03.02.2022 04:49 h

US coach defends venue

United States coach Gregg Berhalter defended the decision to stage Wednesday's World Cup qualifier against Honduras in freezing Minnesota after two members of the visiting team were substituted due to sub-zero temperatures.

The CONCACAF qualifier in St. Paul, which ended in a 3-0 win for the USA, kicked off with the temperature at around 3 degrees Fahrenheit (-16 Celsius).

Players from both teams took to the field with multiple layers of clothing, with some opting for balaclavas in addition to gloves and thermal jerseys.

Jamaican referee Oshane Nation also wore a balaclava and gloves throughout.

The Honduras national team's Twitter account later revealed that two players were substituted at half-time "due to the extreme weather conditions prevailing in the stadium."

The affected players were not identified. Honduras made three substitutions at half-time, taking off goalkeeper Luis Lopez and midfielders Diego Rodriguez and Romell Quioto.

Concerns about the brutal conditions and possible threat to player welfare had been raised in the build-up to the game, with some suggesting the US should have opted for a warmer venue.

However, Berhalter pushed back at criticism of the venue in a post-match press conference.

Asked whether he felt the situation with the Honduras players ought to lead to a reassessment of the choice of venue, Berhalter replied: "That's a really difficult question to answer.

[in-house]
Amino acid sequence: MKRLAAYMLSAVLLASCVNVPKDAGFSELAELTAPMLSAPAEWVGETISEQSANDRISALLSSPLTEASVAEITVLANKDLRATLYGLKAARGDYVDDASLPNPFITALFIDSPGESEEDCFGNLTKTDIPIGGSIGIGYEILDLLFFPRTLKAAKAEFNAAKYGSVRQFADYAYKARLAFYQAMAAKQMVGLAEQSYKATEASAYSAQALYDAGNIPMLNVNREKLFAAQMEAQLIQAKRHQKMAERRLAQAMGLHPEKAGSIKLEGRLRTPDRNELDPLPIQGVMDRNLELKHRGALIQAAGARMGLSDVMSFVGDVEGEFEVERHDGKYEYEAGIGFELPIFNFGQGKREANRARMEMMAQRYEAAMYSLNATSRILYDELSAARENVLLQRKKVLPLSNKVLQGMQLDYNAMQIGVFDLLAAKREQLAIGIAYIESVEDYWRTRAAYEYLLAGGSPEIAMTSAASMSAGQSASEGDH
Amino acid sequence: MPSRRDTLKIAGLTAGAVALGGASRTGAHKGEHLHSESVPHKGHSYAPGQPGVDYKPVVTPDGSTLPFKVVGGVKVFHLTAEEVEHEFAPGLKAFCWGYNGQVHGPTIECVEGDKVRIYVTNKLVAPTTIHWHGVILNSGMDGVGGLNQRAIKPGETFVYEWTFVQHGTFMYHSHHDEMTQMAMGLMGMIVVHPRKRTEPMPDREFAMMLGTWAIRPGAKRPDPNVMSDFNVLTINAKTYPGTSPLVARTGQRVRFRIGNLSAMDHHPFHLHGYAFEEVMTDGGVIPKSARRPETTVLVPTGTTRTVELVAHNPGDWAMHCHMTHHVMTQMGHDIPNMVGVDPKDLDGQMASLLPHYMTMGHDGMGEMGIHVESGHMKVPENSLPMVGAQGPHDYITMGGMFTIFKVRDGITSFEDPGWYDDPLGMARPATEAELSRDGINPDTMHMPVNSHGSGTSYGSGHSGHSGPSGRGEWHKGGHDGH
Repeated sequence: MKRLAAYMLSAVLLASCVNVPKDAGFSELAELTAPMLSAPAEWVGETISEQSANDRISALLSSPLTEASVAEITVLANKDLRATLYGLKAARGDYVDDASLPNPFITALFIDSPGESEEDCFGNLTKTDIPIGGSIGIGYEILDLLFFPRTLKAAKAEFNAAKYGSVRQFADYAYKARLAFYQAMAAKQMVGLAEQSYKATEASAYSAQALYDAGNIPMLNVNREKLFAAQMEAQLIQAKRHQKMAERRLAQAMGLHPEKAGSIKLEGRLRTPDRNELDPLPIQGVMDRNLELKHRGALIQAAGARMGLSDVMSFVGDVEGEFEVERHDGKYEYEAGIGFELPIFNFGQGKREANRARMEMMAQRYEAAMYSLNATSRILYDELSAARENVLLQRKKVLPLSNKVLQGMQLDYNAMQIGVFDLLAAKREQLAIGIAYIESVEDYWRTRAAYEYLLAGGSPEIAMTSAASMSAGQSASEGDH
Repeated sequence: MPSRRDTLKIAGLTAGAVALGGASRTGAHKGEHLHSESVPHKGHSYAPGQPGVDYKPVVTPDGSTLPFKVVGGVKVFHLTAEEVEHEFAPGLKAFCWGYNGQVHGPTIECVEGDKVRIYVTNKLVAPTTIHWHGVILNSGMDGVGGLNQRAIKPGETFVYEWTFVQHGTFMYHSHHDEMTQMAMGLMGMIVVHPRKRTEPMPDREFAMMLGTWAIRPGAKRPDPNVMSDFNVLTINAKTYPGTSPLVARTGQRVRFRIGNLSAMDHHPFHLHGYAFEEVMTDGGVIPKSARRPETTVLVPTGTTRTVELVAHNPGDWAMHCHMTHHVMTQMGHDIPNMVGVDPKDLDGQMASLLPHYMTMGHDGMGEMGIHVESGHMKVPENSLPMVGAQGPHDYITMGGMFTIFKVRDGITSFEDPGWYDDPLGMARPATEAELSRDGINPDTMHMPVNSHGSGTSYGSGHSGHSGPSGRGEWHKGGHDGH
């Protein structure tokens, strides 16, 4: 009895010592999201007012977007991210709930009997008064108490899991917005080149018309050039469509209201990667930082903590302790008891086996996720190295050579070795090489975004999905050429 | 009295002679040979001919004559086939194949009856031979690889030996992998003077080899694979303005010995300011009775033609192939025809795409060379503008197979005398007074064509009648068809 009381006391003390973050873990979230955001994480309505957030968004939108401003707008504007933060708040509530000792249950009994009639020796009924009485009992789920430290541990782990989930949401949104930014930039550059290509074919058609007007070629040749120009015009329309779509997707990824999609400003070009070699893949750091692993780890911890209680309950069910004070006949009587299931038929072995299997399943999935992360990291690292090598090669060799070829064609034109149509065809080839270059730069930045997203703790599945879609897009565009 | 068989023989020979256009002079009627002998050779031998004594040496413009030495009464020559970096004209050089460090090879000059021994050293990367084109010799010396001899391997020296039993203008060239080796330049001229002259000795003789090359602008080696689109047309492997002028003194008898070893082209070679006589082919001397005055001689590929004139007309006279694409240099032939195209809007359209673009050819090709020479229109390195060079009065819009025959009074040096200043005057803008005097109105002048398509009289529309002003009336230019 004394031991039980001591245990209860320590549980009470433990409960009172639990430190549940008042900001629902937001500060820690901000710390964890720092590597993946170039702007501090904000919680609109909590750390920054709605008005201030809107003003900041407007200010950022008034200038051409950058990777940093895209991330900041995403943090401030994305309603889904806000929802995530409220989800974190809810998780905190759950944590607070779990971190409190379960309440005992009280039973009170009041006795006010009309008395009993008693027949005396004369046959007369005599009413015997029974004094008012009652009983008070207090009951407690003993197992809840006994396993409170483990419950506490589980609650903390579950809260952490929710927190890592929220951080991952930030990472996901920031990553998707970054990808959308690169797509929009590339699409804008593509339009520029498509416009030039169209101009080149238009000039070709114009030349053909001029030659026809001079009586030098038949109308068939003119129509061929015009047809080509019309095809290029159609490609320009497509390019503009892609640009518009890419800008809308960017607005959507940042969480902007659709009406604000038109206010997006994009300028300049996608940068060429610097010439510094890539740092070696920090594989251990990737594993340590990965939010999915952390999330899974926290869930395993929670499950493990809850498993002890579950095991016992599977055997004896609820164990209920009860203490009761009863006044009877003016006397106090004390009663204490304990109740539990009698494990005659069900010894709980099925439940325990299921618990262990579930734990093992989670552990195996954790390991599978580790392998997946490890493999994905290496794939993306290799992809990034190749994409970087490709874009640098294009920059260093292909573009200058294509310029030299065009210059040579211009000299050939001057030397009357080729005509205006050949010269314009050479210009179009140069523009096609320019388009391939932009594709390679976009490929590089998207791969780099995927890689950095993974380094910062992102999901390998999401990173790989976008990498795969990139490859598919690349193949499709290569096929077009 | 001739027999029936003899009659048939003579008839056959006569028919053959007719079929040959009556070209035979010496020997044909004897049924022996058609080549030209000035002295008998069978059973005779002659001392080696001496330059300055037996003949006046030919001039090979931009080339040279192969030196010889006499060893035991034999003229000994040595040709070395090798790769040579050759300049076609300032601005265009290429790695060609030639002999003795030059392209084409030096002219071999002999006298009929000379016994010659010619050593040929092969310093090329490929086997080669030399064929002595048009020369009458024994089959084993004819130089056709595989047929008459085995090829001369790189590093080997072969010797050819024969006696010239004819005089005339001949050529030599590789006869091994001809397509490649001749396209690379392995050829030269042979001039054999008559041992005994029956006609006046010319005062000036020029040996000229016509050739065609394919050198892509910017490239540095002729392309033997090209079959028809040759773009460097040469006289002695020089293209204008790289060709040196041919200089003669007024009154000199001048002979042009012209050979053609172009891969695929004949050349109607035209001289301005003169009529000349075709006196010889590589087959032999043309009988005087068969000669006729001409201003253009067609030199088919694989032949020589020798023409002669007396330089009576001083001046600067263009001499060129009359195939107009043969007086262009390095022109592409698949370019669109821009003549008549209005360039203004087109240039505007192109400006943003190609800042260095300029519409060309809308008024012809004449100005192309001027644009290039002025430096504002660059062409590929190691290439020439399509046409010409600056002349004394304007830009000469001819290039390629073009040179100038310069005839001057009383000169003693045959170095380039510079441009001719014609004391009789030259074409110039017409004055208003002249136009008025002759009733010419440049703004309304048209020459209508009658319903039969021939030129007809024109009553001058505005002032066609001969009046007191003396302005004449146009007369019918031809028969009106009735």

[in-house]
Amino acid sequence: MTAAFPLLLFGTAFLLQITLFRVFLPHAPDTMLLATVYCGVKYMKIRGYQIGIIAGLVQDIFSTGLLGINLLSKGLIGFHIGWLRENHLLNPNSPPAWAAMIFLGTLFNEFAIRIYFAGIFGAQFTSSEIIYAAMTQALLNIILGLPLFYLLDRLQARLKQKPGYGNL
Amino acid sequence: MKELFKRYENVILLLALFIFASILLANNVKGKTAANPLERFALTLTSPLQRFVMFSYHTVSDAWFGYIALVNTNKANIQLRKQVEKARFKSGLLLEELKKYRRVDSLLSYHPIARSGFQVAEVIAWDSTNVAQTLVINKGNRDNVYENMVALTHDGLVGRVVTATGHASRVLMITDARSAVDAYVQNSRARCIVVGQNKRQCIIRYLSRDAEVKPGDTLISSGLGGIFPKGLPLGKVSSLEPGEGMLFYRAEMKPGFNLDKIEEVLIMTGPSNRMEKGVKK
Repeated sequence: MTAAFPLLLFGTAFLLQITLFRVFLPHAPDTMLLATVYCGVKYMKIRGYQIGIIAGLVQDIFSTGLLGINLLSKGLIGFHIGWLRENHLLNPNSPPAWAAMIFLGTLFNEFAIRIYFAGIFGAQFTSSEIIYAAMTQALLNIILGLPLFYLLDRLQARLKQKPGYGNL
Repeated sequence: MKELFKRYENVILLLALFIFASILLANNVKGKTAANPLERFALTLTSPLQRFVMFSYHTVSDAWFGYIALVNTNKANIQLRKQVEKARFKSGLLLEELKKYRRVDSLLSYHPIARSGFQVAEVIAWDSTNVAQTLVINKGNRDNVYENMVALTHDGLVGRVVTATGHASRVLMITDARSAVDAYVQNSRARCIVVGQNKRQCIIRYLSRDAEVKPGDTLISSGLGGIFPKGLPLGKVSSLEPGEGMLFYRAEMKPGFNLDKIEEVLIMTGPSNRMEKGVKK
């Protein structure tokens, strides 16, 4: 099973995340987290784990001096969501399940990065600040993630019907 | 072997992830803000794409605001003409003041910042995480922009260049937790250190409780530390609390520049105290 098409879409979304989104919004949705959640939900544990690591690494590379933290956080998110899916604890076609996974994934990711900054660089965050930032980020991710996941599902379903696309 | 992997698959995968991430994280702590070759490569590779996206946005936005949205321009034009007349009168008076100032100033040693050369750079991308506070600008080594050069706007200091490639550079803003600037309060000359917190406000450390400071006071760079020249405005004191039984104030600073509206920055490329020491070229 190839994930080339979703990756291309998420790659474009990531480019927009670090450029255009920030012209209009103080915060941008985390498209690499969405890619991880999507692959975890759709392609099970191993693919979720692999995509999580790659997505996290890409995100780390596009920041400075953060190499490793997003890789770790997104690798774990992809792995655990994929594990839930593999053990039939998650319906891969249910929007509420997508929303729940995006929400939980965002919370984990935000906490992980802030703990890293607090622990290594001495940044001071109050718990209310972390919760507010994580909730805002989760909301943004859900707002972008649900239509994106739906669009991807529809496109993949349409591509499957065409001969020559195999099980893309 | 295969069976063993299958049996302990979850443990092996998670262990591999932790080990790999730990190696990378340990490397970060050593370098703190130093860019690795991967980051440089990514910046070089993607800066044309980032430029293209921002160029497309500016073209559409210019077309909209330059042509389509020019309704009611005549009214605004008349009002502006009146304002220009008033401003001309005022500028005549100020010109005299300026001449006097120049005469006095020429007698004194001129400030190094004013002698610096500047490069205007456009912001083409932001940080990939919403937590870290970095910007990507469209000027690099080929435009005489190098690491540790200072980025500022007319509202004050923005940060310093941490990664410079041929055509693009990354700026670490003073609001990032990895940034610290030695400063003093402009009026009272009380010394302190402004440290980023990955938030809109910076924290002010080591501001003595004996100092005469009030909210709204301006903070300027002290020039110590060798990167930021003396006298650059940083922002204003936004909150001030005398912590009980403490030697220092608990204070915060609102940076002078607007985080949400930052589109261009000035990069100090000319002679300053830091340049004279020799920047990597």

"What I would say is that we provided Honduras and their staff and the referees with warm weather gear, we provided them with headgear, and trying to make it a safe environment for them to play.

"When we go down to those countries and it's 90 degrees and it's unbearable humidity and guys are getting dehydrated and cramping up and getting heat exhaustion. That's the nature of our competition.

"When we scheduled this game and this location, you know, you have to go by average temperatures."

Berhalter said St. Paul had been chosen partly due to its proximity to Hamilton, Ontario, where the US faced Canada on Sunday in frigid conditions.

"We want to minimize travel. We knew we're going to be playing cold weather in two of the games," he said.

"We figured to do it in the third game as well instead of switching climates.

"The cold spell came through and it's something we can't control but all we can do once that happens is trying to mitigate the risk by having warm weather gear and going out there and competing. And we did that."